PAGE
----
Aside: My first time in Helegrod and an interesting conclusion to "the Shadows of Angmar" before the "Mines of Moria" expansion is released tomorrow. Who knows when we will come back? All attention is likely to focus on Moria for the next while. Our casual friendly kinship would find it hard to maintain a regular 24 man raid roster. Nevertheless I suspect that we will be back eventually to kill Thorog. After all, with three wipes last night, now its personal.

Sunday, November 16, 2008

Iron Grip Warlord

Thanks to Melf_Himself for bringing my attention to Iron Grip Warlord an independent game from Isotyx. The first map can be donloaded and played for free including online play while the full game costs $24.95. Well worth the price in my opinion.

Iron Grip Warlord is a curious hybrid of rts, fps and tower defence game set in a steam punk universe. It has standard rts elemetnt of resource gathering (by killing stuff) and structure building, you also play in FPS mode yourself as one of the troops. The tower defence bit comes from the fact that you must defend your base against an endless succession of enemy troops and armour who thread their way through your city to annihilate your base. In practise it plays like Company of Heroes on acid and is a total blast as you run around building, repairing and shooting all the while trying to plug gaps in your defences.

Best thing of all is that it is designed for multiplayer co-op mode which is tremendous fun. I have only played disorganised "pick up games" where it is pretty much every man for himself but I imagine that the game would lend itself very well to organised team play.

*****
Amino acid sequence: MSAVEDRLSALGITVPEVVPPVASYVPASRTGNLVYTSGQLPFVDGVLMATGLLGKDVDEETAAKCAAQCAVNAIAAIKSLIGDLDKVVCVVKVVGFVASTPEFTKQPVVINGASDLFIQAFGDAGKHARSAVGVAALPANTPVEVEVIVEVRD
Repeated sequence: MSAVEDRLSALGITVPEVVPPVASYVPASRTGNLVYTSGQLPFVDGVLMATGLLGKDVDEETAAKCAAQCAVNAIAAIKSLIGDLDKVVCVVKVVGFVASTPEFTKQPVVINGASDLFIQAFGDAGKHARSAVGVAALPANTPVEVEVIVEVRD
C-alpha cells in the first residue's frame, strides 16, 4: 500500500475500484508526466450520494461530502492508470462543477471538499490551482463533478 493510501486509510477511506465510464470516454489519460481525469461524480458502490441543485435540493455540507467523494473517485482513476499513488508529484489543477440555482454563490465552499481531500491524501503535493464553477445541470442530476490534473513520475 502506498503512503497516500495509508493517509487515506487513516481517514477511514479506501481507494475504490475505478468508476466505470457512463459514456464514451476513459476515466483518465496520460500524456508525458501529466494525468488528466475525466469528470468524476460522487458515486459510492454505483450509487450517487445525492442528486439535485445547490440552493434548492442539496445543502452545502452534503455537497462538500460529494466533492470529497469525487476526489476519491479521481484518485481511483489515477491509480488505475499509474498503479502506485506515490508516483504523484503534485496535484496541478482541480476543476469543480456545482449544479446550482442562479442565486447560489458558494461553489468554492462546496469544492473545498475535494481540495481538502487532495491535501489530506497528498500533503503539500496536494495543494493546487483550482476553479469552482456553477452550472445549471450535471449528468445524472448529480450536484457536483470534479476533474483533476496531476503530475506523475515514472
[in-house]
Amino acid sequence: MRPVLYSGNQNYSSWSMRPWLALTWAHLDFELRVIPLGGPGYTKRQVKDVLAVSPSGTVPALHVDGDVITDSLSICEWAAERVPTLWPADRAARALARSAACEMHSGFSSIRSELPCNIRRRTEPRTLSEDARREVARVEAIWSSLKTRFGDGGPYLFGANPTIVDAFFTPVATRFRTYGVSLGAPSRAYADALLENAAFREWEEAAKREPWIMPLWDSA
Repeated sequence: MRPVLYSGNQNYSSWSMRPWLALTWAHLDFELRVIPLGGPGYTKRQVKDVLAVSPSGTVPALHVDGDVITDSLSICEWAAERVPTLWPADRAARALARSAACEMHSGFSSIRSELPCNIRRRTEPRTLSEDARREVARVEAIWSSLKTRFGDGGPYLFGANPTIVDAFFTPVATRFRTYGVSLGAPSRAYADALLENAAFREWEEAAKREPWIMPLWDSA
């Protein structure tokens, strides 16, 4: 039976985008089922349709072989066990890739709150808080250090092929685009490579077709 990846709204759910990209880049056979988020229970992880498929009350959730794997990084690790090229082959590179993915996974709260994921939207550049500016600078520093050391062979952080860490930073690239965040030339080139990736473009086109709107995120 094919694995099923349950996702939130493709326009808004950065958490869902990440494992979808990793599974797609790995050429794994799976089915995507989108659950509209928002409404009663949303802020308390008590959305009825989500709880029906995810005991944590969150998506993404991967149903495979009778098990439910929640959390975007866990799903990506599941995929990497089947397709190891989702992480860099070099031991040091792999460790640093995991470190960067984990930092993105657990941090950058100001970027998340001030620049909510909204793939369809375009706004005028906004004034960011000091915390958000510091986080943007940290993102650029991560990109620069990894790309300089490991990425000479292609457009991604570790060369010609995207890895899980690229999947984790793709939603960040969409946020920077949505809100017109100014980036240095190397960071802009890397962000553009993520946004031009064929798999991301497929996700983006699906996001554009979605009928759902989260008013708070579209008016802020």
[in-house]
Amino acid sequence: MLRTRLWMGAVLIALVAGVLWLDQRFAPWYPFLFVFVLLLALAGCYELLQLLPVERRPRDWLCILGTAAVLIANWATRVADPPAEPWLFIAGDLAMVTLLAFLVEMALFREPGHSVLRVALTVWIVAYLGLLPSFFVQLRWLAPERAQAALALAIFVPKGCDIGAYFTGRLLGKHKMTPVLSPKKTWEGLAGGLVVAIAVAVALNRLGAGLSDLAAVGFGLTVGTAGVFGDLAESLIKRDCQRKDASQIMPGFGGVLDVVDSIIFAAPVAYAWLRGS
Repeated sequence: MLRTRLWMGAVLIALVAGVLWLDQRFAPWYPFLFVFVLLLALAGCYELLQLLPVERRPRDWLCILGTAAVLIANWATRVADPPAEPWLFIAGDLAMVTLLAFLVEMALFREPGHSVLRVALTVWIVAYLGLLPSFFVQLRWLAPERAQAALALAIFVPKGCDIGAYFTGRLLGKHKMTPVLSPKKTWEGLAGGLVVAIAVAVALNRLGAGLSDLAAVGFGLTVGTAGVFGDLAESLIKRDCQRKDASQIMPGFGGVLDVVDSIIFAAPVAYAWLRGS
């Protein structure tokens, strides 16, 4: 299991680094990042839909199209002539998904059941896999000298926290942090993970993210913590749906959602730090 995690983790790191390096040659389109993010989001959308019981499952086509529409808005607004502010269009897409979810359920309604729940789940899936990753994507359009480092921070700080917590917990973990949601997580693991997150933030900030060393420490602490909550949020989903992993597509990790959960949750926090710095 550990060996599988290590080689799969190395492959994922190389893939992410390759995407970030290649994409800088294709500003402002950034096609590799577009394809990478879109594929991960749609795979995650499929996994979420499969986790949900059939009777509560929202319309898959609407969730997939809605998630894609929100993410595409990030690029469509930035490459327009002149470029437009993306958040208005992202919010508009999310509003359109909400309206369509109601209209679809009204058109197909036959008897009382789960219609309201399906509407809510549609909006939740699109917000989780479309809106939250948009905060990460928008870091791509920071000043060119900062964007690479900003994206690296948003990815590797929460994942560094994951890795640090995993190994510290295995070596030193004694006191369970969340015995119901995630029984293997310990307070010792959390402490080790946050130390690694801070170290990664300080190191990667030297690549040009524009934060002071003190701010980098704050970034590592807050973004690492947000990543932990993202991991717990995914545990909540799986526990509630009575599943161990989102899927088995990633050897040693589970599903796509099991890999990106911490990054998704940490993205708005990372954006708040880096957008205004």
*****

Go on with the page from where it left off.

In single player mode your team gets padded out with bots but they are pretty dumb leaving you to do everything yourself so it is much harder than multiplayer. Being a masochist I have spent several hours trying unsuccessfully to win a round on medium difficulty settting. I haven't got there yet but I am getting closer! My current strategy relies on careful placement of land mines and judicious use of the bazooka for killing enemy armour before it gets to the top of the hill.

Oh by the way it took me ages to figure out how to get extra ammo. If you are in the same dilemma then you need to build a support station. These are great as they replenish health and ammo. I reccommend making one in a safe spot first thing and running back regularly to restock.

Thursday, November 13, 2008

Did Lotro Screw up in its Implementation of Titles?

Some time ago in a post about artificially creating value I discussed the way that Guild Wars dangles hard to get titles in front of players as carrots to keep them motivated while World of Warcraft dangles epic gear with uber stats. At the time I felt that titles and other vanity rewards were a better way to go because they don't create an unbridgeable gap between hard core and casual players.

Lotro has gone in for titles in a big way. Just look at an incomplete list of titles you can get within the game here. It seems that you cannot trip over the corpse of a dead wolf in Middle Earth without earning some new apellation. Some titles do indeed represent major achievements like defeating a raid boss but there are so many glorious sounding titles for minor achievements that all titles have become devalued. Many players don't even bother to display their titles and fewer still care what the various titles mean. Contrast this with Guild Wars where titles are harder to come by but are genuinely valued by players.